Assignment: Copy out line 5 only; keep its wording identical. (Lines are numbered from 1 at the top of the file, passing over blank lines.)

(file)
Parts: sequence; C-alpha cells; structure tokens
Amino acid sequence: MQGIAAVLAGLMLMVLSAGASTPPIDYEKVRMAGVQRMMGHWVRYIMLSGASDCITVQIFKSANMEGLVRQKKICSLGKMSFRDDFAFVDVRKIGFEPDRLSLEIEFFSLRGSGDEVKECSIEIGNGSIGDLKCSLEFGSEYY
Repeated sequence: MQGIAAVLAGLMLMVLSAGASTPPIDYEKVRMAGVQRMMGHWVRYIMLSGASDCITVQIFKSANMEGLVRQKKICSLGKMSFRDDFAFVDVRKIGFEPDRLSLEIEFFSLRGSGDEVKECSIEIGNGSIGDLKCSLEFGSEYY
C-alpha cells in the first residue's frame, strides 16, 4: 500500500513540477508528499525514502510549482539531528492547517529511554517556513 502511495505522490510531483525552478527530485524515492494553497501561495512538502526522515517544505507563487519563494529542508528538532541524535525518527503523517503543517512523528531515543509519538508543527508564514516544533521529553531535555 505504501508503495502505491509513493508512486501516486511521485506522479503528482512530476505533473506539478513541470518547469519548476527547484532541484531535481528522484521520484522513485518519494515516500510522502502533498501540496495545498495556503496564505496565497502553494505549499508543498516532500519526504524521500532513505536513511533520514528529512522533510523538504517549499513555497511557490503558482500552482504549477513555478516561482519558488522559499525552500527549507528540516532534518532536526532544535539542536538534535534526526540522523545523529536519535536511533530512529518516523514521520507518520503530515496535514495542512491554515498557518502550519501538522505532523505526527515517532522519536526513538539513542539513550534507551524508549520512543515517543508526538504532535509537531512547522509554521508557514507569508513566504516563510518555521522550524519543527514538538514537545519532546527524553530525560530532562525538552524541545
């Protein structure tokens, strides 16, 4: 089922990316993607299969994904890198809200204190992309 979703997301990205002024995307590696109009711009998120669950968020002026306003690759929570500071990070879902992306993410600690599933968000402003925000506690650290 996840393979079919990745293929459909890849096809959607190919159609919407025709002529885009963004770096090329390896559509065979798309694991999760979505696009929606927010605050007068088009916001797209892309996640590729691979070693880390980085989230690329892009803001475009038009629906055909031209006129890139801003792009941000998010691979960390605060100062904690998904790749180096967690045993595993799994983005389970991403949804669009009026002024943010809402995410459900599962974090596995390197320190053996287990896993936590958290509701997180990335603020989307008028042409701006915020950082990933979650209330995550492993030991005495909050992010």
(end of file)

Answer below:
């Protein structure tokens, strides 16, 4: 089922990316993607299969994904890198809200204190992309 979703997301990205002024995307590696109009711009998120669950968020002026306003690759929570500071990070879902992306993410600690599933968000402003925000506690650290 996840393979079919990745293929459909890849096809959607190919159609919407025709002529885009963004770096090329390896559509065979798309694991999760979505696009929606927010605050007068088009916001797209892309996640590729691979070693880390980085989230690329892009803001475009038009629906055909031209006129890139801003792009941000998010691979960390605060100062904690998904790749180096967690045993595993799994983005389970991403949804669009009026002024943010809402995410459900599962974090596995390197320190053996287990896993936590958290509701997180990335603020989307008028042409701006915020950082990933979650209330995550492993030991005495909050992010």